The hamlet of Lake Louise is about 80 kilometers north of Banff. Much smaller, it receives mostly day visitors. There is a far greater density of impressive mountains in this area, with the Valley of Ten Peaks, Paradise Valley, and Six Glaciers Valley each making worthy destinations. Parking 2 kilometers outside of town at the overflow is recommended if arriving after 8 a.m. as there is only about 200 parking spaces for the 10,000 daily visitors in the summer. Shuttles buses run until 6 p.m. The solid turquoise glacial Lake of Lake Louise is the main attraction. Moraine Lake is equally stunning, though there are only 40 parking spots and a long scenic drive to get there. Across the valley is the Lake Louise Ski Resort, the largest in the park. All these areas host numerous hikes, scrambles, ski tours, cross-country ski routes, biking, and even some horseback riding.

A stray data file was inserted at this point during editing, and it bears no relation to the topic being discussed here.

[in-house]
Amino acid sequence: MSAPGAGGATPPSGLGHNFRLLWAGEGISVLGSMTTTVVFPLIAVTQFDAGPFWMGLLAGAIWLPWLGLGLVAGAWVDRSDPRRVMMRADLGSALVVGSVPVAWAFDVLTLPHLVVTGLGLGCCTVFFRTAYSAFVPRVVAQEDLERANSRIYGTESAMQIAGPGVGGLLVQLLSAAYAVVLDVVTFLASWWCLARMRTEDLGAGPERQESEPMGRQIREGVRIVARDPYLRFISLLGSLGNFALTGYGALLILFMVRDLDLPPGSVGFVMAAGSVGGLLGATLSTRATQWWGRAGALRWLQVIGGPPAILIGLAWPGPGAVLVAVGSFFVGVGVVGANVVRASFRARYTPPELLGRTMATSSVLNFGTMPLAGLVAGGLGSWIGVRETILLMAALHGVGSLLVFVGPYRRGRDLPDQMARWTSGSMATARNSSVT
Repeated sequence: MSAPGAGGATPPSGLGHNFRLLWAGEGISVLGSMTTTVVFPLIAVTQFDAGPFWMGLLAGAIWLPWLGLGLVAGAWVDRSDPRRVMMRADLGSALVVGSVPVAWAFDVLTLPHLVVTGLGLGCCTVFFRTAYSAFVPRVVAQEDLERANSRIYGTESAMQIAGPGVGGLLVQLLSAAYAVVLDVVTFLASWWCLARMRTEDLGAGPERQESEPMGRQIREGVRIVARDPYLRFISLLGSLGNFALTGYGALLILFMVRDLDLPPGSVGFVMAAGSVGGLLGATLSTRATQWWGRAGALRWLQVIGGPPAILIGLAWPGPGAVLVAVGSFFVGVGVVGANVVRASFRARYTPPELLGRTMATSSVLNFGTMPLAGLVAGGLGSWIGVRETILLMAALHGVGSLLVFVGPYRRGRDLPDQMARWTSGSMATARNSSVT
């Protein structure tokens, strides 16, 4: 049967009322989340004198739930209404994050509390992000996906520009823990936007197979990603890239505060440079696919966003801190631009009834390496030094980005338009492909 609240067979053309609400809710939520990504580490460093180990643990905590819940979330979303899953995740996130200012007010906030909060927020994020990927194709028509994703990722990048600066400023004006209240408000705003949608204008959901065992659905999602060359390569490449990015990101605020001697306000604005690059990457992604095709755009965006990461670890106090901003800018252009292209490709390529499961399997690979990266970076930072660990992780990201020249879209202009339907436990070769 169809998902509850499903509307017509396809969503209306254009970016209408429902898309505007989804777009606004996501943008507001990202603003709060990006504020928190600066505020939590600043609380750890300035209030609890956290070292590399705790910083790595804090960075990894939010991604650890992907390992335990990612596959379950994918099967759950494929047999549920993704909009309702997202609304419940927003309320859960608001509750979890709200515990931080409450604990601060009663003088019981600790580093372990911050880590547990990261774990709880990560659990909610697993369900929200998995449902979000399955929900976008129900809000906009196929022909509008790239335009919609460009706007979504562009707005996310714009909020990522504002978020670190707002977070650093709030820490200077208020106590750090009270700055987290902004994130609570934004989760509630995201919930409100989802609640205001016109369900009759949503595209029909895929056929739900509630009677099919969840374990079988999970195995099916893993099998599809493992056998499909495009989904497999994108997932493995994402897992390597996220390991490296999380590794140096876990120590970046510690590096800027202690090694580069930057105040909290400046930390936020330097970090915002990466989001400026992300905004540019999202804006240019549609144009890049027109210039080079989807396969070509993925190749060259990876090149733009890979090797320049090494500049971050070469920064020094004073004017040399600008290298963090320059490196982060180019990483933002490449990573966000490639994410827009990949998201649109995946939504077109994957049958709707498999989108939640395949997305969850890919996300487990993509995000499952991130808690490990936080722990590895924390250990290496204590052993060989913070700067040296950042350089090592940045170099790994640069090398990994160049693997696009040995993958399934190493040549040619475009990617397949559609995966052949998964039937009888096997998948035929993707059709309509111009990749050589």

Continuing farther north is the less-crowded Icefields Parkway. There is little civilization beyond a long winding road, but the ice-capped mountains are spectacular, and there is a much higher chance of seeing wildlife along these roads. The best skiing and mountaineering is up this way.

To the west along the Trans Canada from Lake Louise is Yoho National Park, which is well worth stopping by. The two parks share a close relationship but are their own distinct bodies as they sit in different provinces.